per 2-4 smaller plants (X) to ensure the best fruit set. Example:
X P X
P X P
X P X
Fertilizer: Most soils are adequate to sustain honeyberry plants. Composted manure/compost tea may be applied in the spring.
Watering: Heavy watering a few times the first few years recommended to promote deep root growth.
Do not overwater potted plants. Let dry out in between watering.
Mulching: Honeyberries appreciate being mulched as it helps retain moisture and reduces competition from grass and weeds. Leave a couple inches away from stem free of mulch. Do not overwater mulched plants. Do not use cardboard mulch over winter as mice are attracted to cardboard. While mulch is not required, weed control is essential. Keep grass and weeds at least 24" away from plants. Honeyberries planted into sod do not thrive, and young transplants may get crowded out and die or be severly stunted.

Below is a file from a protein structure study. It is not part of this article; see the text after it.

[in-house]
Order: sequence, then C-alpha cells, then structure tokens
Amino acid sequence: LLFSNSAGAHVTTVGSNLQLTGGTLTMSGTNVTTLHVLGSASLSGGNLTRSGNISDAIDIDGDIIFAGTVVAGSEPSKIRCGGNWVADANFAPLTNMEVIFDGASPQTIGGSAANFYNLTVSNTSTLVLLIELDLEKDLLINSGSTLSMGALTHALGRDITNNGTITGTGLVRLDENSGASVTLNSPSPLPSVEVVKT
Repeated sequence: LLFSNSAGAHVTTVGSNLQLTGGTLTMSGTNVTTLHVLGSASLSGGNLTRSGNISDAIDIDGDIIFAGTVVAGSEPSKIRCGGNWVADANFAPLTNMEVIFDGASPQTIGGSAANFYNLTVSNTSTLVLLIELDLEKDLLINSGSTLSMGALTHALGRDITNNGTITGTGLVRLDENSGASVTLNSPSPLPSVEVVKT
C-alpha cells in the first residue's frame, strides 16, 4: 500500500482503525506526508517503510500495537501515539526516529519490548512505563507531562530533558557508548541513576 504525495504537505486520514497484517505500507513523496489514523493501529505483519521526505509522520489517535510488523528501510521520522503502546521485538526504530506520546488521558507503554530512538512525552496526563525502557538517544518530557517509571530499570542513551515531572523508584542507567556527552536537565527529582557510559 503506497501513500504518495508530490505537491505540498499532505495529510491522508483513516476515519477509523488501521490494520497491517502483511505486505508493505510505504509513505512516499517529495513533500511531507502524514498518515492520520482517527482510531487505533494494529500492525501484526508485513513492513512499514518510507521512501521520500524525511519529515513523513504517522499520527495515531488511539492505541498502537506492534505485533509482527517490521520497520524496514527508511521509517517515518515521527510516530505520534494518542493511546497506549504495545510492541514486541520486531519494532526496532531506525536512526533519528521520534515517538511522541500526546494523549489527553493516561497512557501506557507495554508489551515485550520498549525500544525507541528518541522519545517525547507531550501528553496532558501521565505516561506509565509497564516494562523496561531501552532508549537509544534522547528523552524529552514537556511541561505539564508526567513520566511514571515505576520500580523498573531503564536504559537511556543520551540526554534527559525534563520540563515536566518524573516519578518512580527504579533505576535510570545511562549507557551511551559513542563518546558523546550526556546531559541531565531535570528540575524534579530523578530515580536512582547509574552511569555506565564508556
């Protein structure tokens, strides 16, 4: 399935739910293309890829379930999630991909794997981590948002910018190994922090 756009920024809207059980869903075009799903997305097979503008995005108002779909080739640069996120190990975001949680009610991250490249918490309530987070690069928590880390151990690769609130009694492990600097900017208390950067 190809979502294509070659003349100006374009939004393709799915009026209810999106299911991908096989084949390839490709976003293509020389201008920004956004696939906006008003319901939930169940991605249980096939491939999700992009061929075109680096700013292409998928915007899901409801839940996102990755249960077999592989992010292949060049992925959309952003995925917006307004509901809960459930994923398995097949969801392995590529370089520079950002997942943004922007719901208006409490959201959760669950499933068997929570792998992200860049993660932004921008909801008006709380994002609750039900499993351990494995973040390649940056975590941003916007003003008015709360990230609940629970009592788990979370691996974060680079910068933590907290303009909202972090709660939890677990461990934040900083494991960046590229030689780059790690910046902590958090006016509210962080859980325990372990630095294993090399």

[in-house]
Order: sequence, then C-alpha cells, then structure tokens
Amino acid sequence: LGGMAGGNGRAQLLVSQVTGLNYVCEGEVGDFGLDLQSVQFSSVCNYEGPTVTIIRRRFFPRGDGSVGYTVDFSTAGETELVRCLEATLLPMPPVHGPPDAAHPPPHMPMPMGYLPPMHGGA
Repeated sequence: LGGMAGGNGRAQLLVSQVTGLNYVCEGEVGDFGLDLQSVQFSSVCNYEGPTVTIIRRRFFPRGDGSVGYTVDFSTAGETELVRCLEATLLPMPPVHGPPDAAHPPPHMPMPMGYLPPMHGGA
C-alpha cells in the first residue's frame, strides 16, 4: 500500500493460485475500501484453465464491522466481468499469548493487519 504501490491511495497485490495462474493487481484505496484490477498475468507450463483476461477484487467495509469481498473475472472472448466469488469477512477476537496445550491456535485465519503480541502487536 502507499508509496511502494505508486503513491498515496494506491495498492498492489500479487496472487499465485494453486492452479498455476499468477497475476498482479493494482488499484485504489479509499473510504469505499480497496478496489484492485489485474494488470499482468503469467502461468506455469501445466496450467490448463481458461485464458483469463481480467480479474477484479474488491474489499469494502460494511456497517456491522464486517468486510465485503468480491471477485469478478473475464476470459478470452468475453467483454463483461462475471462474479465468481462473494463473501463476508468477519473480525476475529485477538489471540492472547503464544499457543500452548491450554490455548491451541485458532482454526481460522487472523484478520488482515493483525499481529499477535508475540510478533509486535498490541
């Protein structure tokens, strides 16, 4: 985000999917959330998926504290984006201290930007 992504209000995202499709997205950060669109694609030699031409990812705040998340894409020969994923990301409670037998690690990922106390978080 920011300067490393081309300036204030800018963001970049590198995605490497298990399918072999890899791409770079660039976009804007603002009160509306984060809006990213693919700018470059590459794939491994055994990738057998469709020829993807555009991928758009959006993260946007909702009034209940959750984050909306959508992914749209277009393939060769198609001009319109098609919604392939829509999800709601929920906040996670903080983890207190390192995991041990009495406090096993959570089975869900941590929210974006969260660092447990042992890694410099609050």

Pruning: Prune older branches at base when bush gets too dense, about 25% of the bush at a time, beginning at age 6 or so. Recommended pruning time is late
winter or early spring. When mature plant is transplanted it usually needs more aggressive pruning in order to encourage root establishment along with new growth. If accidentally mowed off, the plants usually regrow.
Birds love these honeyberries. Best to net the
bushes. Nets should have 1/2" crosswires or smaller to prevent birds from getting tangled in the
Deer and rabbits may also nibble on young shrubs
Weeds should be kept away from young plants until the shrubs are well established.
Strong winds and heavy rain may dislodge ripe berries, which normally stay attached for an